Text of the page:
The daughter of a single mother, Wangari Wanjiku learned about reproductive health in a biology class at her conservative, all-girls school—the basics, that is.
Anything else, she had to find out on her own—by asking friends, searching the Internet and sharing her questions and concerns on social media. Not an enviable position for a bright, 22-year-old Kenyan attending a prestigious university with dreams of a professional career in which she can contribute to her society.
Information about sexual and reproductive health remains elusive—in fact, it is often a taboo subject, especially with parents, Wangari says—despite such information being critical for young women and men to make healthy choices and plans for their future.
In her second year of college, Wangari learned about the Brighter Future program, a Jhpiego-led initiative in Kenya designed to engage young women and men in their health and empower them to make responsible life decisions. “I joined because I felt there was a lot to be done, and [the program] talked about what most of us face on campus,” she says.
The Brighter Future program, supported by Merck for Mothers, helps clear up the myths and misconceptions many youth have around issues like contraception, and provides a variety of opportunities for judgment-free conversations about sexual health—discussions with their peers, adult mentors and even health care providers.
Wangari shared her experiences as a youth leader for Brighter Future during a panel discussion on “Reimagining Adolescent Health,” hosted by Jhpiego during the September opening week of the United Nations General Assembly.
“It’s funny how you let yourself be defined by the people around you. When people think you are fun to be around, crazy and wild, always dressed to kill—you feel obliged to be those things,” Wangari says, noting that it’s the same for her peers. “During this time when young people are growing up—it’s a journey of self-discovery, and it’s very easy to get lost.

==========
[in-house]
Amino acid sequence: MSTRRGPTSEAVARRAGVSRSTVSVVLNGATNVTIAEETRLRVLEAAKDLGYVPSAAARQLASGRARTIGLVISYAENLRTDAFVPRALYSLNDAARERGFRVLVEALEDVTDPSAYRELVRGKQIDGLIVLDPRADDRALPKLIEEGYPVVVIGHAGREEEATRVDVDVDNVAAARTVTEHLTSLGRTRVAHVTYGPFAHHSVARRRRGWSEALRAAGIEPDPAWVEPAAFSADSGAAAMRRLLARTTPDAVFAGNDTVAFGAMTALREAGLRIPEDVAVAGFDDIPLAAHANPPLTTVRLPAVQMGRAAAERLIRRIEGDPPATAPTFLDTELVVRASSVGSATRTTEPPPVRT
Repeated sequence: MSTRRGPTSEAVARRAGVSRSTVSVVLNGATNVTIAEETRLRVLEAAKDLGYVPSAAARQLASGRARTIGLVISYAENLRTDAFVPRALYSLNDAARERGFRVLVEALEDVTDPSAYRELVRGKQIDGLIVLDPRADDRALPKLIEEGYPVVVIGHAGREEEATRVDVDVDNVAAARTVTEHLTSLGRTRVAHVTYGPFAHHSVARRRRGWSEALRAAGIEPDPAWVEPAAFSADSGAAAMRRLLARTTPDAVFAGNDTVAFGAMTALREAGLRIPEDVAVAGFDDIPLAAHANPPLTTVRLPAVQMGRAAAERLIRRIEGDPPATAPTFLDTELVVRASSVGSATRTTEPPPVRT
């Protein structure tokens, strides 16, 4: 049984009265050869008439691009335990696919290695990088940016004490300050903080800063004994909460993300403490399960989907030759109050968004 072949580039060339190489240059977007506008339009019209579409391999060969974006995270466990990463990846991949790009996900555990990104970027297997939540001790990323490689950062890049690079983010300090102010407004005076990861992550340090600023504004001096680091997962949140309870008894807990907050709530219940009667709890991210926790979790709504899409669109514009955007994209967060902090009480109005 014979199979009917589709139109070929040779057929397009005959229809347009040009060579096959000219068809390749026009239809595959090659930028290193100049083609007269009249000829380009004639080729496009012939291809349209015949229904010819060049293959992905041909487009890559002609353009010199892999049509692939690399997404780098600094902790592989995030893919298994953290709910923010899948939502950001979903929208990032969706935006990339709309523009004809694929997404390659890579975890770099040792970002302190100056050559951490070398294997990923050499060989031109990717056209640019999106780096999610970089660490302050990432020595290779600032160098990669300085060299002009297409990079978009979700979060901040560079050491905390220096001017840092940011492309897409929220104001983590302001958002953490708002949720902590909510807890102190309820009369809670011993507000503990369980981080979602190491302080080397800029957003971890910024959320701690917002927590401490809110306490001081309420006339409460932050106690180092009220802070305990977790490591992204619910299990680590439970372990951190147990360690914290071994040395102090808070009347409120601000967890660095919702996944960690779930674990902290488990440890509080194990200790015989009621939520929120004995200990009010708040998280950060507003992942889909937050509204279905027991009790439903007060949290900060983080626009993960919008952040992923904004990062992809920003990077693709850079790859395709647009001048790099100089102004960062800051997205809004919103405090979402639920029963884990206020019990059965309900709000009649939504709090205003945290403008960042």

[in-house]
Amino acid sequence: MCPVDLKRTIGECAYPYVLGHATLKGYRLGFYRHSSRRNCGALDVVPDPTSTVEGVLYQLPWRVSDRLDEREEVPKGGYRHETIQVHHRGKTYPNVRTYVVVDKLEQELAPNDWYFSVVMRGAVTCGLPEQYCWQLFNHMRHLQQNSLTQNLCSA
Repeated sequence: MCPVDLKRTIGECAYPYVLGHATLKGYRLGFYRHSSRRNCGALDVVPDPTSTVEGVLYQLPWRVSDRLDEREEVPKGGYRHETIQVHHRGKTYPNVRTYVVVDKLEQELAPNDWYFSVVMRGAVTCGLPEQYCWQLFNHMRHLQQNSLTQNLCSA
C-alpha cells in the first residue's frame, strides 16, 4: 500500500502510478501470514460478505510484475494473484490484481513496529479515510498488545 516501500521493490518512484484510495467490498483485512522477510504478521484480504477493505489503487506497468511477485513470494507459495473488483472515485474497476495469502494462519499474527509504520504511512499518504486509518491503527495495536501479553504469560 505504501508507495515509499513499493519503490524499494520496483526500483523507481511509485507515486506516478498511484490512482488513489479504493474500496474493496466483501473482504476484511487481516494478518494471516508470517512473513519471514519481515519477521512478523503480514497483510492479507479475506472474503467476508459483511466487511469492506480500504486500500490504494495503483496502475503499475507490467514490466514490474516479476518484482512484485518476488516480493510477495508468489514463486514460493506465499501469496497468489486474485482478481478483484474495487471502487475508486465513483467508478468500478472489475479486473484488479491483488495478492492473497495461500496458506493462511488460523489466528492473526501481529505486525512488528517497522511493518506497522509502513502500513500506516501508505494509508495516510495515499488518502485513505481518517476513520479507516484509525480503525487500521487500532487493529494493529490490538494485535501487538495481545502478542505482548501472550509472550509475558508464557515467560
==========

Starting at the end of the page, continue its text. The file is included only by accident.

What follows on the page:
“I have a friend who had a baby,” she adds, “and had to leave school to take care of the baby.” Addressing situations just like this, the Brighter Future program introduces youth to a process of life planning, which empowers them to cast a vision for their lives and act on it.
For Wangari, it set her on a new course.
“By the end of the program, I really got to understand what I was about. I know what I want to achieve in my future. It was a life-changing experience for me,” she says candidly “I discovered for the first time that I am an introvert, and this was such a huge relief because I stopped putting pressure on myself to make new friends, or be the first to speak my mind. And it was the end of my long struggle with low self-esteem.”
As a peer counselor in Brighter Future, Wangari fields questions about sexual health on a regular basis. “My role as a peer leader is to provide information on contraceptives, STIs [sexually transmitted infections] and any other issues that affect youth. I have to put myself out there and share my experiences instead of just listening and listing options.”
In opening the Jhpiego-hosted event in New York last month, Catherine Russell, U.S. Ambassador-at-Large for Global Women’s Issues, recognized the potential in young women: “In spite of all the challenges girls face, we know that under the right circumstances—when we invest in them, nurture them and encourage them to reach their full potential—adolescent girls can become leaders to create change both in their communities and around the world.”
Wangari couldn’t agree more. To ensure that young people have access to sexual and reproductive health services, she suggests the following:
- Involve parents in providing information, and have mentors talk openly about their own experiences.
- Make reproductive health—not just the theory, but practical issues, like contraception and sex—part of the school syllabus.
- Train more peer educators.
At Jhpiego, we know that we must do everything to empower young people—the leaders of tomorrow— to build a bright future for themselves, for their communities and for their countries. We couldn’t be more thrilled to have a passionate youth advocate like Wangari on our team.